Reporters also spoke to workers and passers-by outside of the Minnesota Avenue metro station in the impoverished southeast section of the District. Many workers were eager to speak to reporters about their food situation, as well as give their thoughts more broadly about issues of inequality.

Keith, a young father out with his son, stopped to speak to reporters. “Things are crazy. I know people whose food stamps didn’t come through. Mine did, thank God, but they were still reduced from $200 to about $150. I work minimum wage and try to take care of my son. I really need the help just to get by.” Addressing the question of wealth in society, Keith said, “Yeah, it’s clear to me that there’s a battle going on. People need to stand together, like you say, to fight back. I’m so glad I met you guys today.”

Steve, a hardwood floor installer, also spoke about how cuts to assistance programs had affected his family. “Yeah, I know people who have been affected. I was on the phone the other day with my mom, and she was telling me about it. It’s one cut after another, really. My brother is on SSI [Supplemental Security Income] and gets less money now, too. In fact, they’re both going to be moving in with me now. They can’t afford to live on their own anymore.”

“I’ve definitely noticed changes in this neighborhood,” continued Steve, speaking about attempts to gentrify poorer areas in the city. “They’re putting up all these high-rises and condos that weren’t here before. No way the people who live here now will be able to live in those places. It really seems like America is a place where the little man always suffers, but the big guys are never affected.”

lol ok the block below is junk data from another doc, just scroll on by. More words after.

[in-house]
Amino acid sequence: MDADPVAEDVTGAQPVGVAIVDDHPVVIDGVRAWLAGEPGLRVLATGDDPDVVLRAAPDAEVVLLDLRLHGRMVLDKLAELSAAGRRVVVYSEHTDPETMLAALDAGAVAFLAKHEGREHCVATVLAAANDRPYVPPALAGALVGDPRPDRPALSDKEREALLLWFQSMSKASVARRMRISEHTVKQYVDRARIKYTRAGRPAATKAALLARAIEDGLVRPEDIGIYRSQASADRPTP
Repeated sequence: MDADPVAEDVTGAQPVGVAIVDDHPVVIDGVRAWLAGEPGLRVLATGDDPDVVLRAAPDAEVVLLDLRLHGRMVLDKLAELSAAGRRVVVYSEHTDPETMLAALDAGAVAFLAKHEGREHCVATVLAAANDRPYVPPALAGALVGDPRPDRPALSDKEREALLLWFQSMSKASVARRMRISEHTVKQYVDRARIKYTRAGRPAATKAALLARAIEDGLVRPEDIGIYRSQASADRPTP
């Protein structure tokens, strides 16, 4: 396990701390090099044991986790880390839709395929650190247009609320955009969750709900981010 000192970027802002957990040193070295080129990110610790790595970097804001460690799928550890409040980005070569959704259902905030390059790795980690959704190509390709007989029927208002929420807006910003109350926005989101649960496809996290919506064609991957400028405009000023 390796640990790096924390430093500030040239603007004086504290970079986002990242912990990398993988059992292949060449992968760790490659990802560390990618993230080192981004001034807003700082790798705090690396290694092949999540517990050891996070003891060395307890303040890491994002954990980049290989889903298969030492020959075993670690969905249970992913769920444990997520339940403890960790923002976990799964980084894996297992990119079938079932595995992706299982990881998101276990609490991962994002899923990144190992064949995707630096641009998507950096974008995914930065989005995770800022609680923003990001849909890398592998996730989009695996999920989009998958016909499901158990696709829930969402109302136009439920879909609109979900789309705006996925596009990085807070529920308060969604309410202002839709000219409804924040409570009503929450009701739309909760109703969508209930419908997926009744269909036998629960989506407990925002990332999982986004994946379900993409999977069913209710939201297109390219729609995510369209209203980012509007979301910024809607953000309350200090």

Another woman who preferred to go unnamed said, “I see all these new buildings in areas where my family has lived for decades. They’re all over the place, right alongside these cuts you’re talking about. And this process of gentrification,” she added, “isn’t fair for the people who can’t afford to stay here and [are] going to get kicked out to Maryland and Virginia. Then they’ll probably have to commute to work, which will be more money.”

Stephanie, who receives both SSI and SNAP, expressed disgust with the state of society. “What you’re saying about these billionaires, that’s just a f------ crime. That’s what that is. We need to kick these people out. People in this neighborhood are fighting just to get by and have a little something for themselves.”

Speaking of her own circumstances, she said, “I’m having some trouble getting things together for Thanksgiving this year. With some hunting around, I’ve finally got some ham and some turkey, but nothing else, really. I’m going to be dependent on what my relatives can give me to help out. A lot of us here used to have just enough. Not anymore.”

Explaining her views on politics, Stephanie said she was tired of being told to “kiss the presidents’ a--.” She added, “People sometimes judge me when I tell them I don’t vote. Well, I tell them they shouldn’t, because they know better. Nothing changes that way.”